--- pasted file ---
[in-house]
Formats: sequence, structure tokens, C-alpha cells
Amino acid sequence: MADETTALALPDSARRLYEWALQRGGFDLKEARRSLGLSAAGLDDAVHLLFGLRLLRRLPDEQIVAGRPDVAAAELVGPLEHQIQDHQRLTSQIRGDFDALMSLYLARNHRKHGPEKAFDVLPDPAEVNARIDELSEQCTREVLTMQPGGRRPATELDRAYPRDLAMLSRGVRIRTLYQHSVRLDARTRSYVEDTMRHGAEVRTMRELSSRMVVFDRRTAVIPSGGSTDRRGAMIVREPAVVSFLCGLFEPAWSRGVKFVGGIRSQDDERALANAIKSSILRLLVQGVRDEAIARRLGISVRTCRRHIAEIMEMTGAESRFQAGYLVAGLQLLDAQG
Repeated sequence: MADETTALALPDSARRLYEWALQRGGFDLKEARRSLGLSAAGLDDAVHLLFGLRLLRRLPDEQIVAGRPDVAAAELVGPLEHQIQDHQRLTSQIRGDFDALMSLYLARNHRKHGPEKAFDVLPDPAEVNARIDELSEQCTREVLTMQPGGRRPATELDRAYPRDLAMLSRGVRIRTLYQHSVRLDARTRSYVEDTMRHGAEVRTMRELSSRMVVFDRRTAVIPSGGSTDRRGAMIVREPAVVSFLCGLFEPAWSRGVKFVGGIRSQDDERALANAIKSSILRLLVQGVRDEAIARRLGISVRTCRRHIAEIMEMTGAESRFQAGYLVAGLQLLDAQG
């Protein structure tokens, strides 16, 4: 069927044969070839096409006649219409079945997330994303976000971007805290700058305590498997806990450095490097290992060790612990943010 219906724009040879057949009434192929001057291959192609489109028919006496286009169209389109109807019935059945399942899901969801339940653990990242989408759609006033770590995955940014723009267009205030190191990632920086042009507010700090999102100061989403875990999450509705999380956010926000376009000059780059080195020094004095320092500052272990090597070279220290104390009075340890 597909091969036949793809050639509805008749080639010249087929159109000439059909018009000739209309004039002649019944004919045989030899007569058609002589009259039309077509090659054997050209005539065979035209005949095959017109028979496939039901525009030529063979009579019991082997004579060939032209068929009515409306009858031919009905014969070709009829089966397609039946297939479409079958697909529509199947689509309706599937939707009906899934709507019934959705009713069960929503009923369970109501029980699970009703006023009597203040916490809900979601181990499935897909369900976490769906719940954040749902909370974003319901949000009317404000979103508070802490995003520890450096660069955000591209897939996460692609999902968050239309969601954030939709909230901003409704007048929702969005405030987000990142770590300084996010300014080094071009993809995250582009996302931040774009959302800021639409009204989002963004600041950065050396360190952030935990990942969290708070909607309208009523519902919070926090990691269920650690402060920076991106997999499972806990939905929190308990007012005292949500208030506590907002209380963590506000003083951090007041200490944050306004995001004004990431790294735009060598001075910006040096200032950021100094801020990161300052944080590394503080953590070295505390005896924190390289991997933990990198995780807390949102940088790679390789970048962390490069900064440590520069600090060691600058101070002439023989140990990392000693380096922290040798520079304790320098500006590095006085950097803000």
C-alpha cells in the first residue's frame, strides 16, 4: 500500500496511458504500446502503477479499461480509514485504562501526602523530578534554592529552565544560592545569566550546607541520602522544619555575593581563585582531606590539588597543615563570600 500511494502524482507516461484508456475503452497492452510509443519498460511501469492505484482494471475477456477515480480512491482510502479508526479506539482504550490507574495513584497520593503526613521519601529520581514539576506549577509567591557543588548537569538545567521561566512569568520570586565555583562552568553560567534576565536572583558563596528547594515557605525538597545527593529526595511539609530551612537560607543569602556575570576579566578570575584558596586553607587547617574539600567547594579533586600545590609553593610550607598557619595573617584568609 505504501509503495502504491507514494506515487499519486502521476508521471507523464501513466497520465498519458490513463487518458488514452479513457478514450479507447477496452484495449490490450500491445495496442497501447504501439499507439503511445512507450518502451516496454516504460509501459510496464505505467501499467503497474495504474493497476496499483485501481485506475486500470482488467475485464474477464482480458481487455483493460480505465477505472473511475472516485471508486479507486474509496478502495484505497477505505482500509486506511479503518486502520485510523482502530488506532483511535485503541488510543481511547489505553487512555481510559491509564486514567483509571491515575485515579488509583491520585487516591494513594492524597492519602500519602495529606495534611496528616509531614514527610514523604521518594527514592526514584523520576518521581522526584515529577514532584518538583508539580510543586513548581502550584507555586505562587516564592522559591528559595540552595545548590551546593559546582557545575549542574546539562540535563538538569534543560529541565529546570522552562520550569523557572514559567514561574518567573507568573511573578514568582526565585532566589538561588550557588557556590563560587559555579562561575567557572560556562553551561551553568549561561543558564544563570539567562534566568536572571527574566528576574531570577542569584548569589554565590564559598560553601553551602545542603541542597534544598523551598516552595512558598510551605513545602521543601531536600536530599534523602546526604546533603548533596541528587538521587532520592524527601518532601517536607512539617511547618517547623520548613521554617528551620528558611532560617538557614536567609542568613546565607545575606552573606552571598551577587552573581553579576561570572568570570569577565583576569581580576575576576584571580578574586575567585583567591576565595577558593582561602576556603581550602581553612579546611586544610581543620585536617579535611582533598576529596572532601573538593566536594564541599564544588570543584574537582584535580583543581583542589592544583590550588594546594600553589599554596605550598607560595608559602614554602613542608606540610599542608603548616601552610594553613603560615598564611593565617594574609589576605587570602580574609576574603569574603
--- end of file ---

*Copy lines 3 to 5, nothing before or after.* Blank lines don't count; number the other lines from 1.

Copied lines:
Amino acid sequence: MADETTALALPDSARRLYEWALQRGGFDLKEARRSLGLSAAGLDDAVHLLFGLRLLRRLPDEQIVAGRPDVAAAELVGPLEHQIQDHQRLTSQIRGDFDALMSLYLARNHRKHGPEKAFDVLPDPAEVNARIDELSEQCTREVLTMQPGGRRPATELDRAYPRDLAMLSRGVRIRTLYQHSVRLDARTRSYVEDTMRHGAEVRTMRELSSRMVVFDRRTAVIPSGGSTDRRGAMIVREPAVVSFLCGLFEPAWSRGVKFVGGIRSQDDERALANAIKSSILRLLVQGVRDEAIARRLGISVRTCRRHIAEIMEMTGAESRFQAGYLVAGLQLLDAQG
Repeated sequence: MADETTALALPDSARRLYEWALQRGGFDLKEARRSLGLSAAGLDDAVHLLFGLRLLRRLPDEQIVAGRPDVAAAELVGPLEHQIQDHQRLTSQIRGDFDALMSLYLARNHRKHGPEKAFDVLPDPAEVNARIDELSEQCTREVLTMQPGGRRPATELDRAYPRDLAMLSRGVRIRTLYQHSVRLDARTRSYVEDTMRHGAEVRTMRELSSRMVVFDRRTAVIPSGGSTDRRGAMIVREPAVVSFLCGLFEPAWSRGVKFVGGIRSQDDERALANAIKSSILRLLVQGVRDEAIARRLGISVRTCRRHIAEIMEMTGAESRFQAGYLVAGLQLLDAQG
């Protein structure tokens, strides 16, 4: 069927044969070839096409006649219409079945997330994303976000971007805290700058305590498997806990450095490097290992060790612990943010 219906724009040879057949009434192929001057291959192609489109028919006496286009169209389109109807019935059945399942899901969801339940653990990242989408759609006033770590995955940014723009267009205030190191990632920086042009507010700090999102100061989403875990999450509705999380956010926000376009000059780059080195020094004095320092500052272990090597070279220290104390009075340890 597909091969036949793809050639509805008749080639010249087929159109000439059909018009000739209309004039002649019944004919045989030899007569058609002589009259039309077509090659054997050209005539065979035209005949095959017109028979496939039901525009030529063979009579019991082997004579060939032209068929009515409306009858031919009905014969070709009829089966397609039946297939479409079958697909529509199947689509309706599937939707009906899934709507019934959705009713069960929503009923369970109501029980699970009703006023009597203040916490809900979601181990499935897909369900976490769906719940954040749902909370974003319901949000009317404000979103508070802490995003520890450096660069955000591209897939996460692609999902968050239309969601954030939709909230901003409704007048929702969005405030987000990142770590300084996010300014080094071009993809995250582009996302931040774009959302800021639409009204989002963004600041950065050396360190952030935990990942969290708070909607309208009523519902919070926090990691269920650690402060920076991106997999499972806990939905929190308990007012005292949500208030506590907002209380963590506000003083951090007041200490944050306004995001004004990431790294735009060598001075910006040096200032950021100094801020990161300052944080590394503080953590070295505390005896924190390289991997933990990198995780807390949102940088790679390789970048962390490069900064440590520069600090060691600058101070002439023989140990990392000693380096922290040798520079304790320098500006590095006085950097803000």